Then there's MacMurray's line, “It's a pleasure to run into a human being.” What makes this the biggest howl in the picture is that it's said to Sinatra. Granted, it's a bit before his “Screw you, buddy!” era, and filmed when Warner Bros. cartoons were still drawing him as thin enough to slip through a drinking straw, but, you know, it's often hindsight knowledge that makes vintage movie watching so much fun. Like so many of his pre-From Here to Eternity forays, Frank plays it quietly and sincerely, softly whispering the words as if they were fortune cookie platitudes (which gratingly only serves to conjure up an earlier excruciating Chinese restaurant sequence).

When all is said and done, it becomes uncomfortably clear that the best thing that happens to Olga is her dying. The ensuing “miracle” only further underlines this, thus verifying the subtitle, It's a Wonderful Death. As far as phenomena goes, MIRACLE’s bona fide marvel is the realization that Valli is the only one of the four principals not requiring a wig.

A major thorn in the crown is that the script, and its celluloid result meanders on way too long. I suppose one must chide director Irving Pichel. The sometime-actor Pichel was another interesting dude, and I can only imagine movie buff Sinatra approaching him with, “Hey, you're the guy from Dracula's Daughter!” In my perfect world, Pichel directed THE MIRACLE OF THE BELLS dressed and made up like that undead stiff.

I suspect that in the hands of more cut-to-the-jugular folk like Billy Wilder or Joseph L. Mankiewicz, THE MIRACLE OF THE BELLS might have emerged as something of a classic. Coincidentally (or not), MIRACLE's bare bones narrative, both in content and flashback style, bring to mind the latter's slicker (but also uneven) 1954 outing The Barefoot Contessa.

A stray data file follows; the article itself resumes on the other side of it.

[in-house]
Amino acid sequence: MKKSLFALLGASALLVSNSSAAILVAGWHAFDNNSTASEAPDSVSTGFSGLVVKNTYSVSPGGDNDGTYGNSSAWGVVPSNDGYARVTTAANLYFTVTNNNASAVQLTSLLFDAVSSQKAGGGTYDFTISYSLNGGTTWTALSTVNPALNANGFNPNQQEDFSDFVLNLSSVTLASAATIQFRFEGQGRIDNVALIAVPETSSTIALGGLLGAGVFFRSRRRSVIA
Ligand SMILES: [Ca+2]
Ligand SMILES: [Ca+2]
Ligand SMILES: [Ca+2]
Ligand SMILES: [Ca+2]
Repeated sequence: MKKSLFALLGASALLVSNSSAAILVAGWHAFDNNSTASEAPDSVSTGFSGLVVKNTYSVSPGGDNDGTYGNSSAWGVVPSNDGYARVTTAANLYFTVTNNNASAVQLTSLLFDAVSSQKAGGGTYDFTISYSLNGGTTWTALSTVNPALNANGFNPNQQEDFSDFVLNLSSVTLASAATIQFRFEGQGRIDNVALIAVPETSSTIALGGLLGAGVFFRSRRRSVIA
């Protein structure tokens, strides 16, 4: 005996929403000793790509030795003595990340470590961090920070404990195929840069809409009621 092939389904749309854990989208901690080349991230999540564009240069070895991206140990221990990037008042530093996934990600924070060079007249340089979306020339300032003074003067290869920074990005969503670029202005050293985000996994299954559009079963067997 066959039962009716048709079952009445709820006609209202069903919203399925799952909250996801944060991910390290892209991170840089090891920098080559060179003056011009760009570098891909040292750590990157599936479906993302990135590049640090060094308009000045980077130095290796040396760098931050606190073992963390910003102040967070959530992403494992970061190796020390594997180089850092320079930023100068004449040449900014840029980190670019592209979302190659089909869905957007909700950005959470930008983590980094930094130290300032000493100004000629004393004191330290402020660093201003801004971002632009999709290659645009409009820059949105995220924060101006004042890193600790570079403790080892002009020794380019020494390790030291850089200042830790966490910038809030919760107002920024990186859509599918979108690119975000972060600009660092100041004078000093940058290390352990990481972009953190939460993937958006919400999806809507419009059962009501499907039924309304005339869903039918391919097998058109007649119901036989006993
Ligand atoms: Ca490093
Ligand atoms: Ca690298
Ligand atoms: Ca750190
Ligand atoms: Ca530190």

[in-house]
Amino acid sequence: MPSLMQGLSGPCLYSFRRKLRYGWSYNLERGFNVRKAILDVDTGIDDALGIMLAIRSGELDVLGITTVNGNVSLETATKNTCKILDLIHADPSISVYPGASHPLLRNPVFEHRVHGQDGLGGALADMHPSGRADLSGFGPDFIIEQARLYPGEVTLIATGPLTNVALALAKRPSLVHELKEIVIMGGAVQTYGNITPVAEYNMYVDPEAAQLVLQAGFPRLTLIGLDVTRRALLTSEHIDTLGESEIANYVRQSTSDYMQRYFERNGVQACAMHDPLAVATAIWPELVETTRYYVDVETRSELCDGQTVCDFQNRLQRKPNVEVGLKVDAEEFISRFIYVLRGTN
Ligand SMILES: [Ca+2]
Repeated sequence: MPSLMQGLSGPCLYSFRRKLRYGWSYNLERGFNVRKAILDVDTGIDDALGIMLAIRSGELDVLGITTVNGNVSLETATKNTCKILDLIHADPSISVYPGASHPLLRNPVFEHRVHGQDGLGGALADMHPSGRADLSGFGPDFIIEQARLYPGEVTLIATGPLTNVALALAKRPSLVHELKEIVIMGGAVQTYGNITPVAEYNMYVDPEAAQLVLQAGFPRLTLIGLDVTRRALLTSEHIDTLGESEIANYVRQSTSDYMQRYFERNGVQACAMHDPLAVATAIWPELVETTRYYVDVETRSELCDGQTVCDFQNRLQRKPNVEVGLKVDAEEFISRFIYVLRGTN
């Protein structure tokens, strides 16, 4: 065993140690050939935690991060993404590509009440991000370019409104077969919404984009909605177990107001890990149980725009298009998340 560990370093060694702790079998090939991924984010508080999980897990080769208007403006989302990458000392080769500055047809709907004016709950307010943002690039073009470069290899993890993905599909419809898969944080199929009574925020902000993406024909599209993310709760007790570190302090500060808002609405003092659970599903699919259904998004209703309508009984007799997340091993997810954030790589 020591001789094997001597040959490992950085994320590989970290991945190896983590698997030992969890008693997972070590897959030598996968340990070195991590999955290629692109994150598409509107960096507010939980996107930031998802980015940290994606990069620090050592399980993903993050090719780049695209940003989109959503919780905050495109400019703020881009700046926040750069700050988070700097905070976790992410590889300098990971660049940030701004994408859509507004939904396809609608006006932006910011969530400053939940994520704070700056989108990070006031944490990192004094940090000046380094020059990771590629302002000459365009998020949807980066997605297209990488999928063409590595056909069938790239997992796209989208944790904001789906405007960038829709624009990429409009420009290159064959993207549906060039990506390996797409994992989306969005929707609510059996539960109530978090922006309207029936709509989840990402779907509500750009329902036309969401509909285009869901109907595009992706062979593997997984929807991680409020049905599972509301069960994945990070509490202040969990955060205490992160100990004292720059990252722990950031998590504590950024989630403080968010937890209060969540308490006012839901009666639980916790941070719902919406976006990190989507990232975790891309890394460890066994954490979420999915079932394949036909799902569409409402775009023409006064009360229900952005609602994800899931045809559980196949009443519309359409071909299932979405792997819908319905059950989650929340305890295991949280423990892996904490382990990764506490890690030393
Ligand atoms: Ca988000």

RKO's ace d.p. Robert de Grasse shot the picture (it's neat to see a cemetery scene done on the same set used for the Jacques Tourneur/Val Lewton The Leopard Man), and Leigh Harline composed the treacle score. Action specialist Elmo Williams edited the two hour Ode to Olga with the energy reminiscent of the Bataan death march. I can't help but wondering how much more enriching the scenario would have been had flesh-eating zombie Olga returned from the grave to wreak vengeance on her scumbag hamlet.

THE MIRACLE OF THE BELLS Blu-Ray looks the best that this movie ever has (at least in my lifetime). The excellent B&W contrast and sharp compositions are only slightly infrequently betrayed by the opticals. The audio displays some sibilant tendencies, but generally is okay for sound. You're never gonna see a better transfer unless the movie undergoes a massive restoration – which, frankly, ain't going to happen (that WOULD be a miracle!).

Coproducer Lasky wanted something with a little more bite than the usual religious flick, something as opposite from THE BELLS OF ST. MARY'S as he could fathom; he got it: it was a picture nobody went to see. What little juice gleaned from THE MIRACLE OF THE BELLS came from Frank singing behind the organ. What off-screen happiness resulted also originated from Frank and his organ; shortly after filming commenced, Sinatra began a brief but passionate liaison with Valli, culminating in the movie's only authentic religious experience.

THE BELLS OF ST. MARY’S. Black and White. Full frame [1.37:1; 1080p High Defi-nition]. Mono audio [DTS-HD MA]. UPC: 887090075206. Cat #: OF752. Olive Films/Paramount Home Video. SRP: $29.95.

Also available on DVD: UPC: 887090075107. Cat #: OF751. SRP: $19.95.

THE MIRACLE OF THE BELLS. Black and White. Full frame [1.37:1; 1080p High Defi-nition]. Mono audio [DTS-HD MA]. UPC: 887090063807. Cat #: OF638. Olive Films/Paramount Home Video. SRP: $29.95.

Also available on DVD: UPC: 887090063708. Cat #: OF637. SRP: $24.95.